Veros Real Estate Solutions revealed quarterly data that proves the housing recovery is moving full steam ahead going into the second quarter of 2013.

From March 2013 to March 2014, Veros expects to see 2.2% price appreciation. This is the third consecutive quarter where the index has shown forecast appreciation.

This quarter’s data predicts that 75% of U.S. markets are expected to see appreciation, while 25% of the markets may experience a decline in home prices.

The strongest projected markets are Los Angeles-Long Beach-Santa Ana, Calif. (+11.8%); San Francisco-Oakland-Fremont, Calif. (+11.3%); Phoenix-Mesa-Scottsdale, Ariz. (+10.8%); San Jose-Sunnyvale-Santa Clara, Calif. (+10.5%) and Midland, Texas (+9.9%).

The five weakest projected markets are Atlantic City, N.J. (-4.2%), Poughkeepsie-Newburgh-Middletown, NY (-3.0%), Gulfport-Biloxi, MS (-2.3%), Pascagoula, MS (-2.2%) and Deltona-Daytona Beach-Ormond Beach, FL (-2.1%).

As of this quarter’s update, California markets made up seven of the top 10 forecast strongest markets.

"This is the first time in a long time that California markets are forecast to do so well," said Eric Fox, vice president of statistical and economic modeling for Veros.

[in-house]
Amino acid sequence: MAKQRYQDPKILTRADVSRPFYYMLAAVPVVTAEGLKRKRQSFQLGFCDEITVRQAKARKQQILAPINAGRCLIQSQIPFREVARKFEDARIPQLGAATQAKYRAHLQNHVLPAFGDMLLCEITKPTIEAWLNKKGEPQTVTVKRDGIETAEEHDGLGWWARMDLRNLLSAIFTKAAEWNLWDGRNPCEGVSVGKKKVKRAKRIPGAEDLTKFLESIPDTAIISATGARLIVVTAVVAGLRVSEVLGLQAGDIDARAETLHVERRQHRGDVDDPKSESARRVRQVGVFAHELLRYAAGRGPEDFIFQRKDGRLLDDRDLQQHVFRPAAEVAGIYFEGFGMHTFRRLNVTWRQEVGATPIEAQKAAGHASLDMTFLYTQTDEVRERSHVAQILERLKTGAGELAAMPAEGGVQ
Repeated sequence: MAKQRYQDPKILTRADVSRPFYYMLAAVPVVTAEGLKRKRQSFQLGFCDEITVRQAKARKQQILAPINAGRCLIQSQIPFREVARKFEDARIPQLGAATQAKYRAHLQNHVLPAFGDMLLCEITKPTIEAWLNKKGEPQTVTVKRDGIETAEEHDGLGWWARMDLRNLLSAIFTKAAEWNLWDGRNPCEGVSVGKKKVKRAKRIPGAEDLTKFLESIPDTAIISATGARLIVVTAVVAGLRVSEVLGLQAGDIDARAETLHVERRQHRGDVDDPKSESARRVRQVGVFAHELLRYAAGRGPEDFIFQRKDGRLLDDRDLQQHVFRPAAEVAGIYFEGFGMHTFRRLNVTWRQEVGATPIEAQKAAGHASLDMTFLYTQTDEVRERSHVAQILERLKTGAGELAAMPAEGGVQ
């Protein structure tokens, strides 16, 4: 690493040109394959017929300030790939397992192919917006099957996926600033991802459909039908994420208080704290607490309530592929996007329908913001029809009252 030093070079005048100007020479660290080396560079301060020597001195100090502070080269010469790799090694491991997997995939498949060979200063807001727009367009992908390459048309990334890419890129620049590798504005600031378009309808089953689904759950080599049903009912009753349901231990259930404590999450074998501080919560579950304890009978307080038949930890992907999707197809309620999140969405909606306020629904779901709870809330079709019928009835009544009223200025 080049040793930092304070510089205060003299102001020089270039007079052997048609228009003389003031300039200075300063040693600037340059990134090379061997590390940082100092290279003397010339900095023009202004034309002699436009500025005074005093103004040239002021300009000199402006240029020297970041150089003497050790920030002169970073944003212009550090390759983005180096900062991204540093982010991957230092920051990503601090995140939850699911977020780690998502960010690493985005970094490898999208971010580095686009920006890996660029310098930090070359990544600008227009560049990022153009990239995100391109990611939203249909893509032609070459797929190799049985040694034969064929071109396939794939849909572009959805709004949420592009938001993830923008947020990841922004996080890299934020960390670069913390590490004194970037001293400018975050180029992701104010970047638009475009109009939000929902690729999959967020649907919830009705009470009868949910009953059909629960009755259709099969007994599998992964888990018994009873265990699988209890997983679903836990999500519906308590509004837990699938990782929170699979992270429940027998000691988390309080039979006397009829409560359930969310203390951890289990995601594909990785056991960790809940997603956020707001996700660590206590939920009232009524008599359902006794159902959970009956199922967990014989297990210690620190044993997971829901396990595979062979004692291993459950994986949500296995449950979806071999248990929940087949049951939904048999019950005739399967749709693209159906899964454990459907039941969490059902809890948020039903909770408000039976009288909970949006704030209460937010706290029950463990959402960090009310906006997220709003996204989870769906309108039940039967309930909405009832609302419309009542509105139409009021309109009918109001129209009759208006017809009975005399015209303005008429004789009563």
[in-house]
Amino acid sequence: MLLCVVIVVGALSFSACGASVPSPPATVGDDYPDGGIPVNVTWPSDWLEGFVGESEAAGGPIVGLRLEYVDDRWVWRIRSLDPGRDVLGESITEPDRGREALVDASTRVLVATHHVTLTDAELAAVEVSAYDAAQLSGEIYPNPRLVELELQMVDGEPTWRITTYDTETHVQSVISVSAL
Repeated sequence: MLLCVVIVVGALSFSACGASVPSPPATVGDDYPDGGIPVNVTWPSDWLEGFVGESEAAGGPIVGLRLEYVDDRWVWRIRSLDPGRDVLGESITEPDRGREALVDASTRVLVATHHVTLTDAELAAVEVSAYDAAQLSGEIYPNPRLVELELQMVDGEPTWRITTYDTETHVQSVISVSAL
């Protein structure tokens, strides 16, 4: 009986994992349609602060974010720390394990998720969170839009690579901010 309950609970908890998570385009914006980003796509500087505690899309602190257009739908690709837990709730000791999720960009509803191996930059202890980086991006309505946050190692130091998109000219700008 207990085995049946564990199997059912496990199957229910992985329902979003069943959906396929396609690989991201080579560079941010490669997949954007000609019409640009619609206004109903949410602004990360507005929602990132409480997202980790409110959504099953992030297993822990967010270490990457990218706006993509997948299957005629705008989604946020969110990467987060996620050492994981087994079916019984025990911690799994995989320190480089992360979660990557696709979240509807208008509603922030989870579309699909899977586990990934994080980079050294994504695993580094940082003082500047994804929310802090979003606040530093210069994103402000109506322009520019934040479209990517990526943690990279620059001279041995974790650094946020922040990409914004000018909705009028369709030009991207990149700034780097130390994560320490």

In fact, the Los Angeles market is predicted to be the nation’s top performer for the next 12-month period, with an upswing stemming from a significantly reduced housing inventory, which has dropped more than 70% from its 2007 peak.

"Housing supply is a key differentiator between our top and bottom forecast performing markets," said Fox. "The majority of the poor performing markets are primarily in the Northeast portion of the U.S. and we’re seeing pockets of the South that are forecast to be weak, especially Mississippi and Alabama."

Fox added that the recovery in the housing market is accelerating significantly compared to the previous quarter.

"We have consistently said that the recovery would be lengthy and gradual over the past year, which it has been, while many others have been focused on the shadow inventory pulling the housing market back down and creating another recession. Now we are finally over the hump, with appreciation being the forecast norm and with fewer markets forecast to show signs of weakness.  The number of 'weak' markets is now consistent with what we would consider to be a healthy and recovering market," he said.